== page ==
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The Cuisine of the United Kingdom


SobaAddict70
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Jack's fantastic foodblog got me thinking -- we talk all about the cuisine of England, Scotland and Wales as being no cuisine at all but rather an unidentifiable morass of roast beef, gray vegetables and tea -- a gross over-generalization to be sure.

I know that isn't true, and yet the stereotype persists.

For example, we have glorious summer pudding (the combination of ripe berries bursting with flavor, sugar and bread alone is sheer and utter genius), Bath buns, all the trappings of high tea, scones and Devonshire cream, haggis, English breakfast, and two of the best cheeses in the world: Cheddar and Stilton.

And then, there's Gary Rhodes -- Britain's answer to Thomas Keller. :wub: Let's face it, Jaime Oliver he's not. :biggrin:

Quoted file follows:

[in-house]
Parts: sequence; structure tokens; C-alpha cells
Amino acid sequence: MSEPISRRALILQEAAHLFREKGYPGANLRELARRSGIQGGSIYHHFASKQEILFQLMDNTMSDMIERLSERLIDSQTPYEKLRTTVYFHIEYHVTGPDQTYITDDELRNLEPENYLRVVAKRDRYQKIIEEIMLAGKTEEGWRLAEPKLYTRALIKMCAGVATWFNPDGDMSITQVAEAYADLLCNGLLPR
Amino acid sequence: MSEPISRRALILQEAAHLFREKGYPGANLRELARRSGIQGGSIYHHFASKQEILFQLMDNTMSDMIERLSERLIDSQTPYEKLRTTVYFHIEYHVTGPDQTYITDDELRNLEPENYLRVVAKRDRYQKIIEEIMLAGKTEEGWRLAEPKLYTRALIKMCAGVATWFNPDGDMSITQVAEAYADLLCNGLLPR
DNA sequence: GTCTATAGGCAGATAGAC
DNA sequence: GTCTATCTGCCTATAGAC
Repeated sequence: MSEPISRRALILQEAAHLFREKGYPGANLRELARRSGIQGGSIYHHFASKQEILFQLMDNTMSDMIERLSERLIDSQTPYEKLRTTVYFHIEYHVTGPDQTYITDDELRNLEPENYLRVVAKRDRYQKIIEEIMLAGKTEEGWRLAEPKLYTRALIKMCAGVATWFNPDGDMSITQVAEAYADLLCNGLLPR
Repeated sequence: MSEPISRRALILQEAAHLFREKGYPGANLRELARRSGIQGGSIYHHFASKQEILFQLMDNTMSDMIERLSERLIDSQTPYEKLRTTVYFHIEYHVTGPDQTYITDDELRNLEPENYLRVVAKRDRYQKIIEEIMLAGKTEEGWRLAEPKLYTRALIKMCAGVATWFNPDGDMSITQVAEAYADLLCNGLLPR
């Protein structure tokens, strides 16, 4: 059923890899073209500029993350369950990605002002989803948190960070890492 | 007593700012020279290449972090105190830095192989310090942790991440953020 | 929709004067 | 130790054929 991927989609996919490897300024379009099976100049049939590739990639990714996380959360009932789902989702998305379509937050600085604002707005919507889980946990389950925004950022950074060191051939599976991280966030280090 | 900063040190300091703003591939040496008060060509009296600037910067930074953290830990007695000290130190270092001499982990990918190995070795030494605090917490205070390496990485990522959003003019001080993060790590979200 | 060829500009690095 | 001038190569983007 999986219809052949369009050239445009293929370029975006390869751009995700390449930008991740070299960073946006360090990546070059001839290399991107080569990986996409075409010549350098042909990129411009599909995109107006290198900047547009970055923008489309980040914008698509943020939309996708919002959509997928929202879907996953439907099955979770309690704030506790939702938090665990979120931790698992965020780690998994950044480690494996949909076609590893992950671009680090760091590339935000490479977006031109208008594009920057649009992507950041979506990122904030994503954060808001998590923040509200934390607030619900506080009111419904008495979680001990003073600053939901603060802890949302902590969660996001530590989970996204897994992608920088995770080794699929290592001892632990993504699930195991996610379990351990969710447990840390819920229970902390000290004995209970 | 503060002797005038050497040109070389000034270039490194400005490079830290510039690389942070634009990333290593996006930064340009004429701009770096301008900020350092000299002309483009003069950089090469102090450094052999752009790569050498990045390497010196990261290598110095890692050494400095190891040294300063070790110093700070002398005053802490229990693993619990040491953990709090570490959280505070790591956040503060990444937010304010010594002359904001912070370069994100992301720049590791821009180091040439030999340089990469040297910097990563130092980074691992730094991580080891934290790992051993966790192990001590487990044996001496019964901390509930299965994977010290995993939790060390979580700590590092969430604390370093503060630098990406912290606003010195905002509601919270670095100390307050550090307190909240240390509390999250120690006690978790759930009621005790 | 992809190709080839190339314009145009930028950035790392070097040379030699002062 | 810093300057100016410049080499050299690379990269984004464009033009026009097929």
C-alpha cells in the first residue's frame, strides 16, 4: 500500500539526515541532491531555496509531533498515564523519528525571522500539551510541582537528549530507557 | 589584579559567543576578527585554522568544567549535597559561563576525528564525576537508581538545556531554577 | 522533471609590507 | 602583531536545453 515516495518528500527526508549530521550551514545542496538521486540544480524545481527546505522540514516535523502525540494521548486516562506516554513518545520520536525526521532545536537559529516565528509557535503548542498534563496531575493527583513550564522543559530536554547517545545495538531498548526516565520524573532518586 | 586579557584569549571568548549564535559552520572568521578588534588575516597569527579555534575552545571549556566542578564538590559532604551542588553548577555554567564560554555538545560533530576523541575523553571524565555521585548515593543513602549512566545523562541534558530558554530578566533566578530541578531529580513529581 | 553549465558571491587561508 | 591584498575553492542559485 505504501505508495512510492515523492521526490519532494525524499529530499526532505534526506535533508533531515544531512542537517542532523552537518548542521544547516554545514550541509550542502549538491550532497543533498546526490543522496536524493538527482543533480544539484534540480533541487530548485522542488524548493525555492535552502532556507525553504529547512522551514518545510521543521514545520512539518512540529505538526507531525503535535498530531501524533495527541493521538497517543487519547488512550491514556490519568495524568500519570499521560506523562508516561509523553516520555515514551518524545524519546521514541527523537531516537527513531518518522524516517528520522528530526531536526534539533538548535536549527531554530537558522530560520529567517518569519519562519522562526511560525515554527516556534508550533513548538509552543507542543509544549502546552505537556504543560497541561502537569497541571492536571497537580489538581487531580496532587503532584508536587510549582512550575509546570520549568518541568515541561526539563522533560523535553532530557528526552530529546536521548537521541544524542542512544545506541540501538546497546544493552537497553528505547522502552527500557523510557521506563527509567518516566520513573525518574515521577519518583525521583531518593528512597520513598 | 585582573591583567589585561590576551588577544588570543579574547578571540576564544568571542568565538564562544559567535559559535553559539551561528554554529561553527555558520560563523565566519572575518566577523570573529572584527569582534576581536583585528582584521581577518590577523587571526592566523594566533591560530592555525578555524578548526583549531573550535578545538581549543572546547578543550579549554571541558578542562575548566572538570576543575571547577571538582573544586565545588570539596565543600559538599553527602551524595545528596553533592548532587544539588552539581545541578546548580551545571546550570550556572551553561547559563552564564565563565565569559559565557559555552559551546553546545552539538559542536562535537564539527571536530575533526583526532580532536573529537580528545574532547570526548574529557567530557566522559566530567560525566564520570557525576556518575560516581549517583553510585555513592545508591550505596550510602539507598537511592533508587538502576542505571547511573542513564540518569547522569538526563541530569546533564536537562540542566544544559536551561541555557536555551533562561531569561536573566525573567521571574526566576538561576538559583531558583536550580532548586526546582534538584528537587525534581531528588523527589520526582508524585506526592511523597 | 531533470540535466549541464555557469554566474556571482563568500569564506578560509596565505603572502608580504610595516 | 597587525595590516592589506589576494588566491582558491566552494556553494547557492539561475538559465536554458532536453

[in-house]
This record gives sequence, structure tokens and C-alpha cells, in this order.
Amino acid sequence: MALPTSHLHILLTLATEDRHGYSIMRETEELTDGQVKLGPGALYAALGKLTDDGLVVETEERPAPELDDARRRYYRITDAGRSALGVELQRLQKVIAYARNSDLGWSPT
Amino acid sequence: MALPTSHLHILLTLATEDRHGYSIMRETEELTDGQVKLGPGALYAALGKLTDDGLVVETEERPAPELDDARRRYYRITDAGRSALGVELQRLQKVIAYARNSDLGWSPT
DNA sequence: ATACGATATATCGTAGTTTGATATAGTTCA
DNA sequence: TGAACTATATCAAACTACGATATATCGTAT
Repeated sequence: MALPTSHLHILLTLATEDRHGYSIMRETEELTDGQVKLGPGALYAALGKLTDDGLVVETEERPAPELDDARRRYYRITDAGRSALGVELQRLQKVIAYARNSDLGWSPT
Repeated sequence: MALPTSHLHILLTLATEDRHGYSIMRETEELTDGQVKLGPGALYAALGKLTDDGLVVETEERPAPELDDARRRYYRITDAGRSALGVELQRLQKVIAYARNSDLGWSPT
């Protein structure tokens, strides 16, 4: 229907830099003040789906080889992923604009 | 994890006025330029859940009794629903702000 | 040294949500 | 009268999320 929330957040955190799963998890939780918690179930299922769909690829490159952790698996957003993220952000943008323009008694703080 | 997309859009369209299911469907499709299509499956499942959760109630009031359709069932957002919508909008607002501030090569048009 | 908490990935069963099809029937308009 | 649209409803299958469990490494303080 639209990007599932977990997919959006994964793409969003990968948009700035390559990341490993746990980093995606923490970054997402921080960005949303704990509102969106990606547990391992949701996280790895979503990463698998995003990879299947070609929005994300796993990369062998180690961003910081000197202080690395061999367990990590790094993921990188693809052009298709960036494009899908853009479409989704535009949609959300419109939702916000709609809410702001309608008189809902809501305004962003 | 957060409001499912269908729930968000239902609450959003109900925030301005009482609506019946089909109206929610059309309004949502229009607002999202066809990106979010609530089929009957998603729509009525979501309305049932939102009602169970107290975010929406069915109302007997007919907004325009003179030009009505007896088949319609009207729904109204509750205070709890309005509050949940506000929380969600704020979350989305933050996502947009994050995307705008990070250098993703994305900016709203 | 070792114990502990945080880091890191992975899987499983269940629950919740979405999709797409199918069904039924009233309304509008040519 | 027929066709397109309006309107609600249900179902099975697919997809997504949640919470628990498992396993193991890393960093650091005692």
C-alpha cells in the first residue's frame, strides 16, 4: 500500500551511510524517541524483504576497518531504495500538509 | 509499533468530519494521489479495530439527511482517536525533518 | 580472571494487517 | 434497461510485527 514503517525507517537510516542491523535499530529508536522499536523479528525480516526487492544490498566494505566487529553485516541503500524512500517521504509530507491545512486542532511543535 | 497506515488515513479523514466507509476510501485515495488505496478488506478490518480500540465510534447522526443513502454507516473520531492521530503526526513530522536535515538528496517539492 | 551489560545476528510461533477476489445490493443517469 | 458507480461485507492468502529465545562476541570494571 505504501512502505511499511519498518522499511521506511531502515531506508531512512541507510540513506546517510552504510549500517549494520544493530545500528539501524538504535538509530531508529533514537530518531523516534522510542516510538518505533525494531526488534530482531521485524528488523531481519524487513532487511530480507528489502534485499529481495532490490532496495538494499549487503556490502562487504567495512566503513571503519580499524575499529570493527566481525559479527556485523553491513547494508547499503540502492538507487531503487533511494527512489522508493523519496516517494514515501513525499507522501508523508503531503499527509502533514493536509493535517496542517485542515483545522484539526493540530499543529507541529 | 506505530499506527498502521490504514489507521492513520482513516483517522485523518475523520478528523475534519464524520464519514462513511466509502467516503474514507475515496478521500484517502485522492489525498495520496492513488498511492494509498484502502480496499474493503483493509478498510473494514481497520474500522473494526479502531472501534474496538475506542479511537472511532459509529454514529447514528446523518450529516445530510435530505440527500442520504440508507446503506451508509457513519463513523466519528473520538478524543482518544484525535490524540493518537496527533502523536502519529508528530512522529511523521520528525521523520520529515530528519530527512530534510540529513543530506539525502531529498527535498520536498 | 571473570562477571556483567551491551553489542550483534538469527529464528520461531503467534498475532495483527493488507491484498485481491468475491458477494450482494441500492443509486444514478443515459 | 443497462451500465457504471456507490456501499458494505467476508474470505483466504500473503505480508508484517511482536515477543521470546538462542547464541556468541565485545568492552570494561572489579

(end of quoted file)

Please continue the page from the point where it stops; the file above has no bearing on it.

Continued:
What are your favorite aspects of British cuisine? Any tales to tell?

Soba

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Smoked fish in Scotland;

-Salmon, hot and cold cures although the Irish seem to do the latter better.

-Haddock, ditto, hot and cold cures, really great food.

-kippered herring ('Kippers')

- eel, no eel damn it all.

Sussex Pond Pudding. Just excellent really.

Proper cured hams (almost non-existant now), especially the dark cures.

Game;

-Pheasant, Wood pigeon, Partridge (grey and red legged), Grouse (red and once a ptarmigan), Hares (both the brown, introduced by the Romans and the Blue Mountain natives), Snipe and Woodcock.

Shetland Native lamb.

Apples, all the excellent types that nobody really eats now.

Scottish raspberries, so rich and intense in flavour that visitors have commented that they taste as rich as mangos.

Devonshire Squab pie (actually a lamb pie/pot roast type thing).

Proper Pork pies, not the nasty crap sold in supermarkets. I love them, but for the calories I only treat myself when they are of excellent quality.

Squat Lobsters, rare and not commercially fished, but by far the best crustacean I have tasted.

Mince pies and Plum pudding.

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Anything made with golden syrup and treacle